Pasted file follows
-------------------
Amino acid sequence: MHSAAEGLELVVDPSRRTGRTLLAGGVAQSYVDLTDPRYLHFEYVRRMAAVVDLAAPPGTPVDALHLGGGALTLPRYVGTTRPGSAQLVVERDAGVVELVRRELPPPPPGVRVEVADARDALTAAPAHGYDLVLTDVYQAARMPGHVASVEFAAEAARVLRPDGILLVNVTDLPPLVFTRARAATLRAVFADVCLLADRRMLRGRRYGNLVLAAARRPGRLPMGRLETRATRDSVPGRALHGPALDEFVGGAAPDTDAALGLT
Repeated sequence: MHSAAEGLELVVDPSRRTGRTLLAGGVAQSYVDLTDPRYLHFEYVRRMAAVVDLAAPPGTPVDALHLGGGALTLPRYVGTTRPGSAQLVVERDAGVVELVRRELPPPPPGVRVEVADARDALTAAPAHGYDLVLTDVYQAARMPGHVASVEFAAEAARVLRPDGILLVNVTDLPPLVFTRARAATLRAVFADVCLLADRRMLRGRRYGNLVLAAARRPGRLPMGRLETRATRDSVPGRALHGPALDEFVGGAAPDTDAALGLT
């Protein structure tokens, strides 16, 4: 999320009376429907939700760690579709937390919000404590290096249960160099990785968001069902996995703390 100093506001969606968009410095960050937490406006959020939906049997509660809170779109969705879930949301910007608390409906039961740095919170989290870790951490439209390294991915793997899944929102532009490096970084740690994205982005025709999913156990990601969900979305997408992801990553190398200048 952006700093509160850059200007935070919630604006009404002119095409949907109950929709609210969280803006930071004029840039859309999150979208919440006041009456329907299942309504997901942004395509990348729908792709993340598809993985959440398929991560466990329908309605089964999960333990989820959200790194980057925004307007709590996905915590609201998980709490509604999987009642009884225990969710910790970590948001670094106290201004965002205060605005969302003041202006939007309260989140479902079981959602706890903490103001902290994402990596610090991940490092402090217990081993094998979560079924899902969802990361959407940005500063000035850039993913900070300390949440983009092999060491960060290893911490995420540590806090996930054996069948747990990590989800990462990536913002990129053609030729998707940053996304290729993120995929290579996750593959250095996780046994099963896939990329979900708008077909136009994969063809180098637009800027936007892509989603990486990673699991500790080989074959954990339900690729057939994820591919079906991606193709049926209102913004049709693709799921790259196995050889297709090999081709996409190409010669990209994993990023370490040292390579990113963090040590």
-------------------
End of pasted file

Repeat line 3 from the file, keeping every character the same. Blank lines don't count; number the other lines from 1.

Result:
């Protein structure tokens, strides 16, 4: 999320009376429907939700760690579709937390919000404590290096249960160099990785968001069902996995703390 100093506001969606968009410095960050937490406006959020939906049997509660809170779109969705879930949301910007608390409906039961740095919170989290870790951490439209390294991915793997899944929102532009490096970084740690994205982005025709999913156990990601969900979305997408992801990553190398200048 952006700093509160850059200007935070919630604006009404002119095409949907109950929709609210969280803006930071004029840039859309999150979208919440006041009456329907299942309504997901942004395509990348729908792709993340598809993985959440398929991560466990329908309605089964999960333990989820959200790194980057925004307007709590996905915590609201998980709490509604999987009642009884225990969710910790970590948001670094106290201004965002205060605005969302003041202006939007309260989140479902079981959602706890903490103001902290994402990596610090991940490092402090217990081993094998979560079924899902969802990361959407940005500063000035850039993913900070300390949440983009092999060491960060290893911490995420540590806090996930054996069948747990990590989800990462990536913002990129053609030729998707940053996304290729993120995929290579996750593959250095996780046994099963896939990329979900708008077909136009994969063809180098637009800027936007892509989603990486990673699991500790080989074959954990339900690729057939994820591919079906991606193709049926209102913004049709693709799921790259196995050889297709090999081709996409190409010669990209994993990023370490040292390579990113963090040590």